The introduction to TMWWT mentions the, 'White Lock of Whistler.'
Other than the portrait of his mother I knew little about James Whistler before reading TMWWT. The reference to him led me to check him out a bit. It turns out he was a fascinating character. His 'white lock' was a prominent distinguishing feature of his hair (see picture). He was interested impressionism rather than realism which makes his fame for the portrait of his mother ironic. He did not call the portrait 'Whistler's Mother,' but rather 'Arrangement in Grey and Black.' His ego was legendary. He made it a practice to sue critics for libel. An especially notorious example of this was a libel suit Whistler filed against art critic John Ruskin who made the following public comment about Whistler's Nocturine In Black and Gold, "The ill-educated conceit of the artist... approached the aspect of willful imposture... I have seen, and heard, much of Cockney impudence before now; but never expected to hear a coxcomb ask two hundred guineas for flinging a pot of paint in the public's face."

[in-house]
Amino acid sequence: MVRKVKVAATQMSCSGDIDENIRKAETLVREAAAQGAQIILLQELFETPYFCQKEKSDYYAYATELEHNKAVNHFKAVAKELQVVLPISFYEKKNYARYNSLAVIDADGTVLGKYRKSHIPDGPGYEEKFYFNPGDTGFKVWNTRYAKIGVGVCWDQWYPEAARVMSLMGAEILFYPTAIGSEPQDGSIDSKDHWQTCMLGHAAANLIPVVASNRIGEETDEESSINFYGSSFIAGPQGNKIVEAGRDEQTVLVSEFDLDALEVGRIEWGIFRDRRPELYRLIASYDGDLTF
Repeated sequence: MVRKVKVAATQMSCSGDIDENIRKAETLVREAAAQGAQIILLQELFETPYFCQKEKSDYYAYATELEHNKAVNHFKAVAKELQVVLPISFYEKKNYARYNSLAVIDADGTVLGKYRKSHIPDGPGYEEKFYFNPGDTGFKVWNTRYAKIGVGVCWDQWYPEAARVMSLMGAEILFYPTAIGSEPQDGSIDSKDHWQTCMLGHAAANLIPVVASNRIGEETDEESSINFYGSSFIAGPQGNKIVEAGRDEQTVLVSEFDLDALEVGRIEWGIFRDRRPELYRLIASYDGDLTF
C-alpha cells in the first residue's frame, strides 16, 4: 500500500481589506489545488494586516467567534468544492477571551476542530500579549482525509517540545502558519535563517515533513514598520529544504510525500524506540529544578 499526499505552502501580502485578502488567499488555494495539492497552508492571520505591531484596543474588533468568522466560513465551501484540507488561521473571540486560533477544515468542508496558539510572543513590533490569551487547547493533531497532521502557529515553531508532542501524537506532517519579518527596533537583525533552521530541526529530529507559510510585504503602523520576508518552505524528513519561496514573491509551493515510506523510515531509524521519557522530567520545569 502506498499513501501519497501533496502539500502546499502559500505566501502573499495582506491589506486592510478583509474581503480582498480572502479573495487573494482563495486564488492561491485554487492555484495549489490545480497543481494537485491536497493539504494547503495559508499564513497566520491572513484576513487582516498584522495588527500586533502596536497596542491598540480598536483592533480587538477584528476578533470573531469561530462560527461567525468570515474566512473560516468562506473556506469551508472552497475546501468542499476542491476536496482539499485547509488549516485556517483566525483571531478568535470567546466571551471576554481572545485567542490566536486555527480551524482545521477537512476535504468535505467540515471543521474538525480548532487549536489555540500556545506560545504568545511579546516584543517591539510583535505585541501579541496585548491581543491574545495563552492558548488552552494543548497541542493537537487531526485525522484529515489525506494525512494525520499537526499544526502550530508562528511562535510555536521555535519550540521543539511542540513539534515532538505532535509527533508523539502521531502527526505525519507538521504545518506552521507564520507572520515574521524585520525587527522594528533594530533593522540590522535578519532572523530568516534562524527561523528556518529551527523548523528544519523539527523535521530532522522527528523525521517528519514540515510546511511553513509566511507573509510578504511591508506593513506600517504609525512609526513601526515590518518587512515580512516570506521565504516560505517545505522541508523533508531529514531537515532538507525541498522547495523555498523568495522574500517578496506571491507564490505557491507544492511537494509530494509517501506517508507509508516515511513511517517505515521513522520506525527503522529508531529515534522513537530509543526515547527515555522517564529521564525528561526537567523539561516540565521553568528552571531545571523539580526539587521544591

Whistler won his suit but was awarded only 1 farthing instead of the 200 guineas he was seeking. Whistler's penchant for suing people for unflattering reviews of his works kept him in perpetual financial distress but in typical Whistler fashion he recorded his grievances in a book called,
'The Gentle Art of Making Enemies